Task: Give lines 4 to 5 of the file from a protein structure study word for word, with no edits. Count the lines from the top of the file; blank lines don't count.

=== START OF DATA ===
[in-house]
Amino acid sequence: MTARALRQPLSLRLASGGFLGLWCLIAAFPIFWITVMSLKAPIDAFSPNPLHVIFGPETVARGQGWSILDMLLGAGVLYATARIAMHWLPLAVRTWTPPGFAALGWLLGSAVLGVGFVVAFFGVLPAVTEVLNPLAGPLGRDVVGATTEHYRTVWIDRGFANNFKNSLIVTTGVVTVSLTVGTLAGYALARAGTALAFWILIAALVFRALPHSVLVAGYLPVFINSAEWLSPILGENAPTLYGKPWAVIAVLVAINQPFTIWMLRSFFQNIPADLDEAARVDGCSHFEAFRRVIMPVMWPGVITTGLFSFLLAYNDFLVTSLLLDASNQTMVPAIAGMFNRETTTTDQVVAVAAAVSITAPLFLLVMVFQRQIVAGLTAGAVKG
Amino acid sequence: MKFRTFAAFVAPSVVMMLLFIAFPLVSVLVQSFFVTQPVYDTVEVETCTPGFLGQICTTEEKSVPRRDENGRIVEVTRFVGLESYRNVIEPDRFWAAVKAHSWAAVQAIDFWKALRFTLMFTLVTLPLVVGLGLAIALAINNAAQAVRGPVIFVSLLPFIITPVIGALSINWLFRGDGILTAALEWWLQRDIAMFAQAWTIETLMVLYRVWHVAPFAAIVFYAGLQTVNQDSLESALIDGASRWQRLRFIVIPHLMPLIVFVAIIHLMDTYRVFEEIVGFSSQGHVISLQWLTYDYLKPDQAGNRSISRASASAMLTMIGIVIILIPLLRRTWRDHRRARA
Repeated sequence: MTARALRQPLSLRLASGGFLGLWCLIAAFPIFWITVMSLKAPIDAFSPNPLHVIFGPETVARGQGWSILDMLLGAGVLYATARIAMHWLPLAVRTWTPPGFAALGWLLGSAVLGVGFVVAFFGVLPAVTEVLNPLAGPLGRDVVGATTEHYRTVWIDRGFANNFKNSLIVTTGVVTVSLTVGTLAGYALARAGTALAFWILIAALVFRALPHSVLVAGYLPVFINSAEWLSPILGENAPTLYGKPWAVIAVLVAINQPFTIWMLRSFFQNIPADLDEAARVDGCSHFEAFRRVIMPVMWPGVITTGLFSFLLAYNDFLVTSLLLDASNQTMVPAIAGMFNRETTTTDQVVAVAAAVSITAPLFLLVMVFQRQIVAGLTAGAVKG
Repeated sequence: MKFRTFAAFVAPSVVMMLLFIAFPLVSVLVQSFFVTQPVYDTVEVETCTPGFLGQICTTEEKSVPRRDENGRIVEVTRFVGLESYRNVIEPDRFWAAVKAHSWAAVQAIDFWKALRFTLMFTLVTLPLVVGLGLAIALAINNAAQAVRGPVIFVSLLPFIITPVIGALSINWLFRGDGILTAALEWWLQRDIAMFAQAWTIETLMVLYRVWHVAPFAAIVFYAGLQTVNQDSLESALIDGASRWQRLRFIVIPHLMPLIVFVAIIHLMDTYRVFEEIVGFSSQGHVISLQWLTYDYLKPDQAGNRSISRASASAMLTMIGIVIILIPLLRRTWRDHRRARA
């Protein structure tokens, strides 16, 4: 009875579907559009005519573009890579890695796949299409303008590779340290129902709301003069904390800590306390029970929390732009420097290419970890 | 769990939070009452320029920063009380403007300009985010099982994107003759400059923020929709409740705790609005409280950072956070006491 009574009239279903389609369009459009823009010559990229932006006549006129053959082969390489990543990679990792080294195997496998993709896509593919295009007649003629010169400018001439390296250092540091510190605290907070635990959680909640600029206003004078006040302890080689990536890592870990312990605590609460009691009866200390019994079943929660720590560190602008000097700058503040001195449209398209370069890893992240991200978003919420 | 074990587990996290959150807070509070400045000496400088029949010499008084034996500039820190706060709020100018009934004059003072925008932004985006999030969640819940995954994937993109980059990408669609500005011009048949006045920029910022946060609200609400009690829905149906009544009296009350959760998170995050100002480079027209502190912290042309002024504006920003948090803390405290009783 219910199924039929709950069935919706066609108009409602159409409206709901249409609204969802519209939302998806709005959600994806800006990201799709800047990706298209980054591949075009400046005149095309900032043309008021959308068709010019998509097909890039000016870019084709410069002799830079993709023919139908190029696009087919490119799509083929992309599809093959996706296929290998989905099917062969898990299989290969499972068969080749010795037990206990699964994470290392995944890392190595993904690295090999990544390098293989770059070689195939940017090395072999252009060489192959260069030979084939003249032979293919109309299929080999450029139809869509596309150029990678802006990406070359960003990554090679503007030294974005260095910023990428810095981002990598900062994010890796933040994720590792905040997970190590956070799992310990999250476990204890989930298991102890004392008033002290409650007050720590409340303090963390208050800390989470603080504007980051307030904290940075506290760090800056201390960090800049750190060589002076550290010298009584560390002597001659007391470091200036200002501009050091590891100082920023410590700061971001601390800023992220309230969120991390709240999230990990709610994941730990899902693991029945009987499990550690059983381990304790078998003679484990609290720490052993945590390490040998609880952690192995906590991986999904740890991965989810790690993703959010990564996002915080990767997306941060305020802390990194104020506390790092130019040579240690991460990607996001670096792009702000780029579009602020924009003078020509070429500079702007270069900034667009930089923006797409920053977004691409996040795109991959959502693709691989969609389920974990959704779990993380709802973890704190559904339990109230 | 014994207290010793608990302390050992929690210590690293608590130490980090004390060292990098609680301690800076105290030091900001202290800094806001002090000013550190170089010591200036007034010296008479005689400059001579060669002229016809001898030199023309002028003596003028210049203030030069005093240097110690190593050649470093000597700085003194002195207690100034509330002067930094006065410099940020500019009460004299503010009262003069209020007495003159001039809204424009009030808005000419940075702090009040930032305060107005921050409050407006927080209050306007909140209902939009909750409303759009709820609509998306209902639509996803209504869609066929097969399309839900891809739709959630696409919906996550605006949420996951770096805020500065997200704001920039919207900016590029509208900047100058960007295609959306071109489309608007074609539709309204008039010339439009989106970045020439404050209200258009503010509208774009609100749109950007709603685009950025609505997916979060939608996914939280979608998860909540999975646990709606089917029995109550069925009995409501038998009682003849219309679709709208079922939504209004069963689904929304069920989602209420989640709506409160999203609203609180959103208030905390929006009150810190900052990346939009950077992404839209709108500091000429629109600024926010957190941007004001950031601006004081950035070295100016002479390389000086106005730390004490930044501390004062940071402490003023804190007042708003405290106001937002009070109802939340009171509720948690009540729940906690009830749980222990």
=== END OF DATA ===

Repeated sequence: MTARALRQPLSLRLASGGFLGLWCLIAAFPIFWITVMSLKAPIDAFSPNPLHVIFGPETVARGQGWSILDMLLGAGVLYATARIAMHWLPLAVRTWTPPGFAALGWLLGSAVLGVGFVVAFFGVLPAVTEVLNPLAGPLGRDVVGATTEHYRTVWIDRGFANNFKNSLIVTTGVVTVSLTVGTLAGYALARAGTALAFWILIAALVFRALPHSVLVAGYLPVFINSAEWLSPILGENAPTLYGKPWAVIAVLVAINQPFTIWMLRSFFQNIPADLDEAARVDGCSHFEAFRRVIMPVMWPGVITTGLFSFLLAYNDFLVTSLLLDASNQTMVPAIAGMFNRETTTTDQVVAVAAAVSITAPLFLLVMVFQRQIVAGLTAGAVKG
Repeated sequence: MKFRTFAAFVAPSVVMMLLFIAFPLVSVLVQSFFVTQPVYDTVEVETCTPGFLGQICTTEEKSVPRRDENGRIVEVTRFVGLESYRNVIEPDRFWAAVKAHSWAAVQAIDFWKALRFTLMFTLVTLPLVVGLGLAIALAINNAAQAVRGPVIFVSLLPFIITPVIGALSINWLFRGDGILTAALEWWLQRDIAMFAQAWTIETLMVLYRVWHVAPFAAIVFYAGLQTVNQDSLESALIDGASRWQRLRFIVIPHLMPLIVFVAIIHLMDTYRVFEEIVGFSSQGHVISLQWLTYDYLKPDQAGNRSISRASASAMLTMIGIVIILIPLLRRTWRDHRRARA